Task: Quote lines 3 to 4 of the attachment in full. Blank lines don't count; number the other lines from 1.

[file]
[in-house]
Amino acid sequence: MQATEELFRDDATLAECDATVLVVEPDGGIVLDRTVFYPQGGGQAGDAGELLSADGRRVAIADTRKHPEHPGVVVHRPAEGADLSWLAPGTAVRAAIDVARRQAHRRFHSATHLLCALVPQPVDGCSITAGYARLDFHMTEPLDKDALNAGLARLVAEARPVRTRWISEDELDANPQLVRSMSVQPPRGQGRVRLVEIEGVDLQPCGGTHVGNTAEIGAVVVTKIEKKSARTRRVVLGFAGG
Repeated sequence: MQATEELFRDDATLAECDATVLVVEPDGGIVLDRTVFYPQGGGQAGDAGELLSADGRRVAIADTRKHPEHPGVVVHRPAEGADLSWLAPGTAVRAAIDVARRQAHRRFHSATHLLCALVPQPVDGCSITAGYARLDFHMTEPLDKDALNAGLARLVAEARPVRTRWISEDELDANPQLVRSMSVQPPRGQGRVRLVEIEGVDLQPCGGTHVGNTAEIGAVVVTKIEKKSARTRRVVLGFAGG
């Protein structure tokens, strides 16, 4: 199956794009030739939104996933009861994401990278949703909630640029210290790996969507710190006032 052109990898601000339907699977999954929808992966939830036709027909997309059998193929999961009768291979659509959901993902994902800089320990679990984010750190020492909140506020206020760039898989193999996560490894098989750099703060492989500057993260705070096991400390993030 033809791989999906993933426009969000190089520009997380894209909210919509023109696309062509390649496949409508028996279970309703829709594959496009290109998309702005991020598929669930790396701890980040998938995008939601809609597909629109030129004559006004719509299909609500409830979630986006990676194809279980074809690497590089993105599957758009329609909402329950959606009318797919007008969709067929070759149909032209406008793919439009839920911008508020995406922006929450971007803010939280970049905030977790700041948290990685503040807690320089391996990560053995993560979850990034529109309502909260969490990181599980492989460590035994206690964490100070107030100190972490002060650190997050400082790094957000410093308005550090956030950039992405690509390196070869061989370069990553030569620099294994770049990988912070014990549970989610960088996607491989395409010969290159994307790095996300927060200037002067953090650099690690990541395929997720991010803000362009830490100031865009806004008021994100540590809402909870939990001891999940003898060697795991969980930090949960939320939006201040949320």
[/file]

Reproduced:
Repeated sequence: MQATEELFRDDATLAECDATVLVVEPDGGIVLDRTVFYPQGGGQAGDAGELLSADGRRVAIADTRKHPEHPGVVVHRPAEGADLSWLAPGTAVRAAIDVARRQAHRRFHSATHLLCALVPQPVDGCSITAGYARLDFHMTEPLDKDALNAGLARLVAEARPVRTRWISEDELDANPQLVRSMSVQPPRGQGRVRLVEIEGVDLQPCGGTHVGNTAEIGAVVVTKIEKKSARTRRVVLGFAGG
């Protein structure tokens, strides 16, 4: 199956794009030739939104996933009861994401990278949703909630640029210290790996969507710190006032 052109990898601000339907699977999954929808992966939830036709027909997309059998193929999961009768291979659509959901993902994902800089320990679990984010750190020492909140506020206020760039898989193999996560490894098989750099703060492989500057993260705070096991400390993030 033809791989999906993933426009969000190089520009997380894209909210919509023109696309062509390649496949409508028996279970309703829709594959496009290109998309702005991020598929669930790396701890980040998938995008939601809609597909629109030129004559006004719509299909609500409830979630986006990676194809279980074809690497590089993105599957758009329609909402329950959606009318797919007008969709067929070759149909032209406008793919439009839920911008508020995406922006929450971007803010939280970049905030977790700041948290990685503040807690320089391996990560053995993560979850990034529109309502909260969490990181599980492989460590035994206690964490100070107030100190972490002060650190997050400082790094957000410093308005550090956030950039992405690509390196070869061989370069990553030569620099294994770049990988912070014990549970989610960088996607491989395409010969290159994307790095996300927060200037002067953090650099690690990541395929997720991010803000362009830490100031865009806004008021994100540590809402909870939990001891999940003898060697795991969980930090949960939320939006201040949320």